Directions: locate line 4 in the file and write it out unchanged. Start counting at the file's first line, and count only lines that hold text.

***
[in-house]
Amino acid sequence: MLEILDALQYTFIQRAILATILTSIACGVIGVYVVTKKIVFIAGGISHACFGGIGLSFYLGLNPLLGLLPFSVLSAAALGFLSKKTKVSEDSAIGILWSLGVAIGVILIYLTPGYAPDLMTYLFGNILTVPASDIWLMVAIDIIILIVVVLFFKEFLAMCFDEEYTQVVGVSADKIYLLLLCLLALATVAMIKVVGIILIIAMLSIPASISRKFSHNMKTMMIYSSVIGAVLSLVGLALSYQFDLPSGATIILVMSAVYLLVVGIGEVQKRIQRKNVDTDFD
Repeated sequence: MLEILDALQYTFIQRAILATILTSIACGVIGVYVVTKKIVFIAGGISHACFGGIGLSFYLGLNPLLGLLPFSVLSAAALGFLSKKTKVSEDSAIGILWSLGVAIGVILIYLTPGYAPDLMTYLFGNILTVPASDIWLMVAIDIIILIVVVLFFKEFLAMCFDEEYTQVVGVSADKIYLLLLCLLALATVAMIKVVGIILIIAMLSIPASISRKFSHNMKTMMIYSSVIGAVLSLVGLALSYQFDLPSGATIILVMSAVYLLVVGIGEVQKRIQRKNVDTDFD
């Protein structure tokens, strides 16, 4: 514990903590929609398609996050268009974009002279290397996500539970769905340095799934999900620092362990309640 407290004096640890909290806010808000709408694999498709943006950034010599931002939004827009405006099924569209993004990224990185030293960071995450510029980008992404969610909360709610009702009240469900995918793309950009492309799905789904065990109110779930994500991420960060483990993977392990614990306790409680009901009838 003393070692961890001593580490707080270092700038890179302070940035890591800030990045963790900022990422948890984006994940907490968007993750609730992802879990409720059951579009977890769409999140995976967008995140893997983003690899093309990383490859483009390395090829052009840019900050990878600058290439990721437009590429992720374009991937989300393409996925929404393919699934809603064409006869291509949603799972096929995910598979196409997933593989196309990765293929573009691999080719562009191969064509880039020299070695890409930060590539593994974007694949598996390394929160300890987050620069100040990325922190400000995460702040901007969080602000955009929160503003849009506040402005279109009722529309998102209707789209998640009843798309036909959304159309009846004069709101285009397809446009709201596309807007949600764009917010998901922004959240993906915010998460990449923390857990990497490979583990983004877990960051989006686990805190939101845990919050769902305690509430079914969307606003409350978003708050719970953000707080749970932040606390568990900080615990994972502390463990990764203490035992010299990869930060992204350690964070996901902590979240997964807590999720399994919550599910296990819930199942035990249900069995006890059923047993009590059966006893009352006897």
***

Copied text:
């Protein structure tokens, strides 16, 4: 514990903590929609398609996050268009974009002279290397996500539970769905340095799934999900620092362990309640 407290004096640890909290806010808000709408694999498709943006950034010599931002939004827009405006099924569209993004990224990185030293960071995450510029980008992404969610909360709610009702009240469900995918793309950009492309799905789904065990109110779930994500991420960060483990993977392990614990306790409680009901009838 003393070692961890001593580490707080270092700038890179302070940035890591800030990045963790900022990422948890984006994940907490968007993750609730992802879990409720059951579009977890769409999140995976967008995140893997983003690899093309990383490859483009390395090829052009840019900050990878600058290439990721437009590429992720374009991937989300393409996925929404393919699934809603064409006869291509949603799972096929995910598979196409997933593989196309990765293929573009691999080719562009191969064509880039020299070695890409930060590539593994974007694949598996390394929160300890987050620069100040990325922190400000995460702040901007969080602000955009929160503003849009506040402005279109009722529309998102209707789209998640009843798309036909959304159309009846004069709101285009397809446009709201596309807007949600764009917010998901922004959240993906915010998460990449923390857990990497490979583990983004877990960051989006686990805190939101845990919050769902305690509430079914969307606003409350978003708050719970953000707080749970932040606390568990900080615990994972502390463990990764203490035992010299990869930060992204350690964070996901902590979240997964807590999720399994919550599910296990819930199942035990249900069995006890059923047993009590059966006893009352006897």